Technology

Here's What the Coming Hyperloop System Might Look Like

D-briefBy Carl EngelkingJun 12, 2015 7:32 PM

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Forget planes, trains and automobiles; Elon Musk’s Hyperloop concept is the future of getting from point A to B. But, in practice, what would a Hyperloop system look like? In a word: awesome. Thanks to Suprastudio, a design workshop at UCLA’s architectural school, you can get an all-encompassing preview of what it would be like to hitch a ride in a capsule traveling 760 miles per hour within a tube. In a 158-page document loaded with visuals, the Suprastudio details everything you’d want to know about a Hyperloop system, from hypothetical routes down to the design of the seats.

The Hyperloop

Elon Musk was the first person to describe the need for a revolutionary “fifth mode of transport,” a so-called Hyperloop, back in 2012. The Hyperloop is a conceptual ultra-fast transportation system in which capsules ride upon a cushion of air inside reduced-pressure tubes — similar to those vacuum tubes at bank drive-throughs. Passengers would travel at an average speed of 600 miles per hour, which means you could get from Los Angeles to New York City in just under three hours, as compared to over six by plane. Now, Elon Musk isn’t the only person with skin in the Hyperloop game. Several other companies are interested in the technology. California-based Hyperloop Transportation Technologies is one of those companies, and its CEO, Dirk Ahlborn, worked with Suprastudio to pull together concepts for a Hyperloop system. And here’s the best part about these plans: Hyperloop Transportation Technologies has also secured land rights to build a test track in California, which means the images you are about to see have a real shot at becoming a reality.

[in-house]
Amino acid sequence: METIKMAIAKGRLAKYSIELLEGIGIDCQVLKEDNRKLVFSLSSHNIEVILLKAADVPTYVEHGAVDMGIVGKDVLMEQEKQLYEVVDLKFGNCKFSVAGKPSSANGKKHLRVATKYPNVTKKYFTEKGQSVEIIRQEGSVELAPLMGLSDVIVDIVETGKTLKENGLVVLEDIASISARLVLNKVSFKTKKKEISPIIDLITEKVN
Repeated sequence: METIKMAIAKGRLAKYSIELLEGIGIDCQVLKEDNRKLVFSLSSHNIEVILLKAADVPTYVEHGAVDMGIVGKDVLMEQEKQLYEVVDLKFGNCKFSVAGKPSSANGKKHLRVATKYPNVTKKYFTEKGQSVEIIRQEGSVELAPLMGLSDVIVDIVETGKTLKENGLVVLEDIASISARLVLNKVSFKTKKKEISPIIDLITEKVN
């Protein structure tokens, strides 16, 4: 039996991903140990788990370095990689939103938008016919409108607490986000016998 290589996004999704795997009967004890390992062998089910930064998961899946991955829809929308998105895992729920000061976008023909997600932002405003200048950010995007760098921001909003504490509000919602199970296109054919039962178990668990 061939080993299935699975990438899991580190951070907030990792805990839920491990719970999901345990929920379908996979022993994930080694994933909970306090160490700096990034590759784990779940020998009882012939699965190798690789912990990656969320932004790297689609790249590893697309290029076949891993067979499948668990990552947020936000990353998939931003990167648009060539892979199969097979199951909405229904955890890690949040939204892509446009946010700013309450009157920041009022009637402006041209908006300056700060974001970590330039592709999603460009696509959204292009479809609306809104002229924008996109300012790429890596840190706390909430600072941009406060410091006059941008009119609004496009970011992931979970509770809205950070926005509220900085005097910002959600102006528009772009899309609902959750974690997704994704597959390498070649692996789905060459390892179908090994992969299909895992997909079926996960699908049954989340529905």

Plans to Expand

A schematic of how the tube system would be built:

And here's what it would look like connecting Los Angeles to Las Vegas:

The Hyperloop tubes could also serve multiple functions:

The experience for passengers inside the capsule could be augmented with high-tech visual displays:

Passengers could board via seats that slide out and slide back into the capsule.

Where you could go within 30 minutes aboard a variety of transportation options. None of the options come close to the Hyperloop:

How the Hyperloop could connect cities within "mega-regions":

If these visuals have you salivating, we encourage you to dive into the rest of the report. Apart from Hyperloop concepts, the report is a fascinating look at the history, design and efficacy of our current mass transit options. But block out some time, it's a rather engrossing document. So when can we expect the Hyperloop to get up and running? Not for a while. However, Hyperloop Transportation Technologies plans to begin construction of its test track in 2016, and another start-up, Hyperloop Technology, also plans to build test a track in California. Musk, too, plans to construct a track in Texas for other companies and student teams to test their concepts. In other words, things are starting to happen. But for now, at least, interstate lunch breaks will have to remain the stuff of daydreams.

Making it a Reality

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